Dave Bittner: Yeah, it's informed speculation (laughter). 

Joe Carrigan: Yeah, it's informed speculation. Right. But these guys are probably setting up accounts in these people's names. I don't know - you know, Larry talks about them getting PIN numbers. I don't know how that is useful to them without the access to the actual card. 

Dave Bittner: Yeah. 

Joe Carrigan: But they do have the PIN number. 

Dave Bittner: Right. 

Joe Carrigan: Maybe they're assuming that the people reuse the PIN numbers on things. 

Dave Bittner: Yeah, could be. Who knows? 

Joe Carrigan: It's interesting that they're exploiting WordPress sites. 

Dave Bittner: Yeah. 

Joe Carrigan: You know, we talk about this at Hopkins from time to time. I was talking about this with Chris Venghaus, our systems engineer. And he was saying that what happens in the shadow IT world is people will set up WordPress sites and just have, you know, their WordPress site running. 

Dave Bittner: Yeah. 

Joe Carrigan: And Larry talks about this and mitigations. You really can't do that with a WordPress site. You can't - WordPress is not set and forget, particularly if using plug-ins 'cause these plug-ins have vulnerabilities in them frequently. 

Dave Bittner: Right. 

Joe Carrigan: And WordPress - you know, the people that maintain the product do a pretty good job of updating things. I don't want to malign WordPress here. I think they do a good job of keeping things up to date, but as the user and operator of the system it's your responsibility to check for updates and check for vulnerabilities.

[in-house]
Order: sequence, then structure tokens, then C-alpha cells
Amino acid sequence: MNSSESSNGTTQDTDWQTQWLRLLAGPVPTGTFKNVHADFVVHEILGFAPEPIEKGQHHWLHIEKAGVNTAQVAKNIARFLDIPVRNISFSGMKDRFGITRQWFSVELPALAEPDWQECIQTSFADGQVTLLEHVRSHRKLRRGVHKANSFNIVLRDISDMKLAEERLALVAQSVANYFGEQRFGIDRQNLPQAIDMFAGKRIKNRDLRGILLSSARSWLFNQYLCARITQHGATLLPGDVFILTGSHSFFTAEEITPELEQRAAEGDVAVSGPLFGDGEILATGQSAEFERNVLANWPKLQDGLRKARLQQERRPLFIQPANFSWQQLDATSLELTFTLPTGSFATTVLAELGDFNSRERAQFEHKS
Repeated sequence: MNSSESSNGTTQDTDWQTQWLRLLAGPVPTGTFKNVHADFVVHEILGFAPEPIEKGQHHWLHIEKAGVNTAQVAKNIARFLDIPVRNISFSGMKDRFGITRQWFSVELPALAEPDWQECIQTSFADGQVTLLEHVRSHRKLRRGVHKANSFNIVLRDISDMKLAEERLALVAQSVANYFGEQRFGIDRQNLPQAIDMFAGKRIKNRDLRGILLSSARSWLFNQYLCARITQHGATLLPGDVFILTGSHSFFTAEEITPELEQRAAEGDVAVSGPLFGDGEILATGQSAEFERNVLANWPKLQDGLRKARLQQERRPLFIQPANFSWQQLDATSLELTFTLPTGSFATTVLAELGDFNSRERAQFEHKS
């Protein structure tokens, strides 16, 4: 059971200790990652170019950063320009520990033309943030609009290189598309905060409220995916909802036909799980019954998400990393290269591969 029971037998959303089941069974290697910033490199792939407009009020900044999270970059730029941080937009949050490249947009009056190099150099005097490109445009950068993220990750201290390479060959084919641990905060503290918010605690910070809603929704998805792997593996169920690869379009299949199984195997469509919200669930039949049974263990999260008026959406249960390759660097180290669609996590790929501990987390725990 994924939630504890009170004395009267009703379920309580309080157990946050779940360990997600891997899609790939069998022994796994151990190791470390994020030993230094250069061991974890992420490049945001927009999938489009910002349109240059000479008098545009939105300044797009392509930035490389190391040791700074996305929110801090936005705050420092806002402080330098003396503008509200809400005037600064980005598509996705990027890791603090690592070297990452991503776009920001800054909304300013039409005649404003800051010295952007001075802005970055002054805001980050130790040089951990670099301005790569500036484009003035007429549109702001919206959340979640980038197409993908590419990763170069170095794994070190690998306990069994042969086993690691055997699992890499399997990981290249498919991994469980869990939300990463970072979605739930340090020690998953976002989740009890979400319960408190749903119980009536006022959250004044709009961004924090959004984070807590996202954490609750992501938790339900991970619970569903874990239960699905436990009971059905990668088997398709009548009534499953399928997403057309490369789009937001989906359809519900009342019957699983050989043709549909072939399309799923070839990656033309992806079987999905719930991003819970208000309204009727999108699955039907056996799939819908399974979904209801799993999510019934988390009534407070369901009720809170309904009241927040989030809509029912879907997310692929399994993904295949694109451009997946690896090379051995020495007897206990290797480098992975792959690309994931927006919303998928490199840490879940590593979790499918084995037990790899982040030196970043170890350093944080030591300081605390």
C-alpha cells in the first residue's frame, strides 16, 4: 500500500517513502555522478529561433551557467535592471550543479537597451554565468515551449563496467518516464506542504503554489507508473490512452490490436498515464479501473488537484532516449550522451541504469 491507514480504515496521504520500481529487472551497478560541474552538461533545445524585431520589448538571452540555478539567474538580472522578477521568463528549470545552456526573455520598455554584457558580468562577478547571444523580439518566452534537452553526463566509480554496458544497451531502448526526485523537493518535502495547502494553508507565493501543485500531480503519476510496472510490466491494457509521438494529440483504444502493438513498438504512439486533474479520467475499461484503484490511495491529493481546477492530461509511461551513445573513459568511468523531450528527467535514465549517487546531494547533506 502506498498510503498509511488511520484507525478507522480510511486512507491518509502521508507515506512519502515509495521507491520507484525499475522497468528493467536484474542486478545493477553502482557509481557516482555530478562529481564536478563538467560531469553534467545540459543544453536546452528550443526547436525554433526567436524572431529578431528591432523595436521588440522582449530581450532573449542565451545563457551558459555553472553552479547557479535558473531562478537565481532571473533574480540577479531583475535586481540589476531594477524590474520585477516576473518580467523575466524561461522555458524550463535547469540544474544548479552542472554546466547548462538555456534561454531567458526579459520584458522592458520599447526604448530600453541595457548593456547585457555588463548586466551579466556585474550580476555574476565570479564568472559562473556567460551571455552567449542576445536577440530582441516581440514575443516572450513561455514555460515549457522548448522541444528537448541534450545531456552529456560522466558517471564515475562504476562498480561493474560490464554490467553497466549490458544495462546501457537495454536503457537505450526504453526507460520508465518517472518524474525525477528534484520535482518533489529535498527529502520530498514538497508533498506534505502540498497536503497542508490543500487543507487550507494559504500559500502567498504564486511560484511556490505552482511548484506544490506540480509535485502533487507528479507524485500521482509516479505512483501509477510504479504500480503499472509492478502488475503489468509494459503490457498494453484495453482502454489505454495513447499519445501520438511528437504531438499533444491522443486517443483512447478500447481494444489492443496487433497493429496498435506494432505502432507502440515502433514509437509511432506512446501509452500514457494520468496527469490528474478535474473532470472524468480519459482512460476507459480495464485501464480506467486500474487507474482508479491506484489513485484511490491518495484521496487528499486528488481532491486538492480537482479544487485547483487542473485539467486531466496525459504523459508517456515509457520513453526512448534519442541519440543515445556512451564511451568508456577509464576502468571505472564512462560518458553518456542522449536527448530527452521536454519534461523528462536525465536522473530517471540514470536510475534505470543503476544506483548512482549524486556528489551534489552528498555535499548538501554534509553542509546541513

Dave Bittner: Right. 

Joe Carrigan: And WordPress does a good job of letting you know when that's the case. But if you don't do that, you know, you're just going to have a site that's eventually going to get compromised. 

Dave Bittner: Yeah. Just, you know, interesting little aside here - my wife happens to be a WordPress developer. It's one of the things she does. She has expertise in that domain, and she makes use of a third-party WordPress provider. 

Joe Carrigan: Right. 

Dave Bittner: So she's running her WordPress sites on basically someone else's platform, and they take an extra level of attention at your security, at, you know, making sure that your plug-ins are up to date, making sure that you have backups that are active and maintained... 

Joe Carrigan: Right. 

Dave Bittner: ...And all that kind of stuff. So... 

Joe Carrigan: Yeah. 

Dave Bittner: ...You know, one of the great things about WordPress is that you can spin up a WordPress site very inexpensively. But the point I'm making here is that for, you know, a few bucks more, you can run your WordPress site on someone else's platform... 

Joe Carrigan: Right. 

Dave Bittner: ...Still have the convenience of WordPress, but take it to the next level when it comes to security. And in my mind, that's money well spent. 

Joe Carrigan: I agree with you 100%. I think your wife is doing the exact right thing. 

Dave Bittner: Yeah. 

Joe Carrigan: And this company - I don't know who it is and, you know... 

Dave Bittner: I don't remember the name of it offhand, or I'd mention them, but... 

Joe Carrigan: Right. You know, look for somebody like that... 

Dave Bittner: Yeah. Yeah. 

Joe Carrigan: ...If you're going to host a WordPress site. 

Dave Bittner: Right. 

Joe Carrigan: Other mitigations are use a strong password and multi-factor authentication if it's available on these sites. And watch the traffic. One of the things that Larry was talking about was that you may not even know that you have a phishing kit on your WordPress site unless you go through and look at it.